The Dead Ground, is Paula Maguire's second outing and begins with the abduction of a new-born baby from the local maternity unit. Soon another child goes missing and a pregnant woman disappears. The investigation leads Paula into the realm of an alleged psychic with a huge flock of believers and a militant anti-abortion group. Abortion, Paula observes, is "one of the few issues that hardliners on both sides might unite on,". It's also personal as Paula is struggling with an unplanned pregnancy.
McGowan, like French, knows how to spin a good yarn, she has a wonderful ear for dialogue, writes believable and compelling characters (Paula is no paragon, she's a normal woman doing an extraordinary job) and is able to go from describing absolutely gruesome crime scenes to injecting her narrative with well-placed and subtle humour. "It wasn't strictly necessary to drive an armoured Jeep in these days of peace, but he seemed to like it. He also liked playing Bon Jovi at high volume in the car. It was disconcerting to go to crime scenes with 'Shot Through the Heart' ringing in your ears."
Dr Kate Pearson, like Paula Maguire, is an ordinary woman but her work takes her to some very dark places. The prologue of Last Kiss, the third book by Louise Phillips to feature Kate, is set in 1982 when an unnamed teenager gives birth alone in the woods. The girl dies but her baby daughter is saved. But for what fate?
The story begins in the present day when married art dealer Rick Shevlin is found murdered in a grand Dublin hotel. Kate quickly detects that the dead man has been posed like 'The Hanged Man' tarot card, and soon links are made with other similar murders in Europe. The action moves from Dublin, where Kate lives and works, to Paris and Rome. While abroad, Kate and her police colleague DI O'Connor finally acknowledge that their relationship is more than just a professional one.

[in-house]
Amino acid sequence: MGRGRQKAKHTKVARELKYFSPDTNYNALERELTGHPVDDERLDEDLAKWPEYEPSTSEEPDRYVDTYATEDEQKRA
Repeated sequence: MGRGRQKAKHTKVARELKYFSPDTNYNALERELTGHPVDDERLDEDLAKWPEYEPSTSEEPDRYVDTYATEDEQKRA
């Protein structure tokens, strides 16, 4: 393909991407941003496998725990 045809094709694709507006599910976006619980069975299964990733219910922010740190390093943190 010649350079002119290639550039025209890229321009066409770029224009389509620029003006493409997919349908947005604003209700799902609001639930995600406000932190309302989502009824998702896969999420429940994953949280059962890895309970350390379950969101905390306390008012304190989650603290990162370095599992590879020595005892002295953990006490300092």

Phillips is superb at suspense, at conjuring up a dark menacing atmosphere, but her underlying humanity stops it from becoming too bleak. The baby girl from the prologue, after being brought up in a loveless, violent and sexually abusive household, now kills the lovers she thinks have let her down. Edgar, her latest, might well be the 'keeper' and she's not going to let his wife Sandra get in the way.
Jane Casey is from Dublin but all five of her Maeve Kerrigan books are set in London. The latest The Kill sees Maeve and her throwback boss DI Josh Derwent trying to find a spree killer who is targeting members of the force. The murders are differently executed and the victims appear random, but are they? Maeve's long-term policeman boyfriend Rob narrowly escapes death but the repercussions leave their formerly good relationship in tatters. The themes, especially that of historical police corruption, are very current and Casey is particularly good at weaving in the 'procedure' part of the narrative without it appearing clunky.
These criminal masterminds are so good at story-telling that not reading them should be against the law.
- The Secret Place, Tana French, Hodder & Stoughton, €21.50
- Last Kiss, Louise Phillips, Hachette, €14.99
- The Dead Ground, Claire McGowan, Headline, €11.95
- The Kill, Jane Casey, Ebury, €15.99